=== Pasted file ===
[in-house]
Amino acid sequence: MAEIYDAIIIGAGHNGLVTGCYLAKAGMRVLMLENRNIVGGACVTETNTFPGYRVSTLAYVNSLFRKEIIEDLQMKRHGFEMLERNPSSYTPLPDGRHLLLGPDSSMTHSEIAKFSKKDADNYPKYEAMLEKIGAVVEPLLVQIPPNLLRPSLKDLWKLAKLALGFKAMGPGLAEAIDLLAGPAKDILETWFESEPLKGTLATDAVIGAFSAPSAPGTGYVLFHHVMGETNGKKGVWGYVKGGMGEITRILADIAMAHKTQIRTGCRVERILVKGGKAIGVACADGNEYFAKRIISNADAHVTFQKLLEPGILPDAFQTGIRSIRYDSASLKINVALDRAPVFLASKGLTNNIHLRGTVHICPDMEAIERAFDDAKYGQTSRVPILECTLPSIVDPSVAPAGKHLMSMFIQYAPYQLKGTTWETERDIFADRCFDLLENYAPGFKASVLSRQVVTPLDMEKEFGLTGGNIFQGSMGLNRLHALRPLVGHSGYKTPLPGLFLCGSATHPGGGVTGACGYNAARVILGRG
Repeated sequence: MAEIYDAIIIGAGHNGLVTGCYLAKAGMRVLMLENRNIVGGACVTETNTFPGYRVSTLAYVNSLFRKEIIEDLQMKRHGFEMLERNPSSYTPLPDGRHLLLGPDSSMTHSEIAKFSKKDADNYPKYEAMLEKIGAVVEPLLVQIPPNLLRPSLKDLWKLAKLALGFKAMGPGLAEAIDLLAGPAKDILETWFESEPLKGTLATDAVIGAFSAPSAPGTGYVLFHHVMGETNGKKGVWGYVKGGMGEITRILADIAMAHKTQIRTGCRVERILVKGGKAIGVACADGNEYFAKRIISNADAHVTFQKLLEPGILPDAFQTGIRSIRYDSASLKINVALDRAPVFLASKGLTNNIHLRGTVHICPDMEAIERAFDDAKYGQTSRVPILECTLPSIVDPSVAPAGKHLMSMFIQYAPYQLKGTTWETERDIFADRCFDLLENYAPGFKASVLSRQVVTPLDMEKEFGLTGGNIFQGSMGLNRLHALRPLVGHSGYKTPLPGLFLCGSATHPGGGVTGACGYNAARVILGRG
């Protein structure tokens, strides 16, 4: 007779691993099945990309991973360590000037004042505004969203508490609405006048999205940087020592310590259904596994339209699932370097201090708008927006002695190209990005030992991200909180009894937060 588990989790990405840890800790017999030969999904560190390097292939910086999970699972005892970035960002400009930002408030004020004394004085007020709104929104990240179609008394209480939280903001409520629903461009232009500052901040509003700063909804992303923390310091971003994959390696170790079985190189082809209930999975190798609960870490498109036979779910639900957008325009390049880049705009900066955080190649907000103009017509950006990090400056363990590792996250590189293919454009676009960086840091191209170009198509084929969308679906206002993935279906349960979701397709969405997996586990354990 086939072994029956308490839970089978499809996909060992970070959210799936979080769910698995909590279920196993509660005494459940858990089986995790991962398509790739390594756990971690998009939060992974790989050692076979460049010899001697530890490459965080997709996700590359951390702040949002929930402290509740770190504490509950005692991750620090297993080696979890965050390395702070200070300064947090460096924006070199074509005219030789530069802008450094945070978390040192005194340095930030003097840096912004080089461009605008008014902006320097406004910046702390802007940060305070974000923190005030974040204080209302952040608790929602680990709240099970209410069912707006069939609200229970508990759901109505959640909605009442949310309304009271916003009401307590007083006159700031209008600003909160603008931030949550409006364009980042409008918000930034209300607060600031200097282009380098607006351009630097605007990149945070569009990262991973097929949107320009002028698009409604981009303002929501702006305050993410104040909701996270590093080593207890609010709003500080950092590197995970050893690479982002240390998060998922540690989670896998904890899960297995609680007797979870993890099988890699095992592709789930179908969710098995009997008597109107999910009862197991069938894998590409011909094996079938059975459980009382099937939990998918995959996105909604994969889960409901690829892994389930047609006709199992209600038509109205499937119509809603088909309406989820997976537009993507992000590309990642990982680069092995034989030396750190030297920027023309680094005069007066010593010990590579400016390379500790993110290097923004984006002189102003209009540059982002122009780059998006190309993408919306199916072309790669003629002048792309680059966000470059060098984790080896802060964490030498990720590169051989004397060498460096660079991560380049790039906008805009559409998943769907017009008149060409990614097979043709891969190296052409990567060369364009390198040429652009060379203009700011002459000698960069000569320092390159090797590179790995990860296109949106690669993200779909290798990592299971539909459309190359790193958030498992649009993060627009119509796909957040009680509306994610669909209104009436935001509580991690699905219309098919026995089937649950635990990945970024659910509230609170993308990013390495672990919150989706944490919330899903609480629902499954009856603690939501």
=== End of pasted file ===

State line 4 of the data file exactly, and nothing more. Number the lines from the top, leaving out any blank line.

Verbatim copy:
């Protein structure tokens, strides 16, 4: 007779691993099945990309991973360590000037004042505004969203508490609405006048999205940087020592310590259904596994339209699932370097201090708008927006002695190209990005030992991200909180009894937060 588990989790990405840890800790017999030969999904560190390097292939910086999970699972005892970035960002400009930002408030004020004394004085007020709104929104990240179609008394209480939280903001409520629903461009232009500052901040509003700063909804992303923390310091971003994959390696170790079985190189082809209930999975190798609960870490498109036979779910639900957008325009390049880049705009900066955080190649907000103009017509950006990090400056363990590792996250590189293919454009676009960086840091191209170009198509084929969308679906206002993935279906349960979701397709969405997996586990354990 086939072994029956308490839970089978499809996909060992970070959210799936979080769910698995909590279920196993509660005494459940858990089986995790991962398509790739390594756990971690998009939060992974790989050692076979460049010899001697530890490459965080997709996700590359951390702040949002929930402290509740770190504490509950005692991750620090297993080696979890965050390395702070200070300064947090460096924006070199074509005219030789530069802008450094945070978390040192005194340095930030003097840096912004080089461009605008008014902006320097406004910046702390802007940060305070974000923190005030974040204080209302952040608790929602680990709240099970209410069912707006069939609200229970508990759901109505959640909605009442949310309304009271916003009401307590007083006159700031209008600003909160603008931030949550409006364009980042409008918000930034209300607060600031200097282009380098607006351009630097605007990149945070569009990262991973097929949107320009002028698009409604981009303002929501702006305050993410104040909701996270590093080593207890609010709003500080950092590197995970050893690479982002240390998060998922540690989670896998904890899960297995609680007797979870993890099988890699095992592709789930179908969710098995009997008597109107999910009862197991069938894998590409011909094996079938059975459980009382099937939990998918995959996105909604994969889960409901690829892994389930047609006709199992209600038509109205499937119509809603088909309406989820997976537009993507992000590309990642990982680069092995034989030396750190030297920027023309680094005069007066010593010990590579400016390379500790993110290097923004984006002189102003209009540059982002122009780059998006190309993408919306199916072309790669003629002048792309680059966000470059060098984790080896802060964490030498990720590169051989004397060498460096660079991560380049790039906008805009559409998943769907017009008149060409990614097979043709891969190296052409990567060369364009390198040429652009060379203009700011002459000698960069000569320092390159090797590179790995990860296109949106690669993200779909290798990592299971539909459309190359790193958030498992649009993060627009119509796909957040009680509306994610669909209104009436935001509580991690699905219309098919026995089937649950635990990945970024659910509230609170993308990013390495672990919150989706944490919330899903609480629902499954009856603690939501």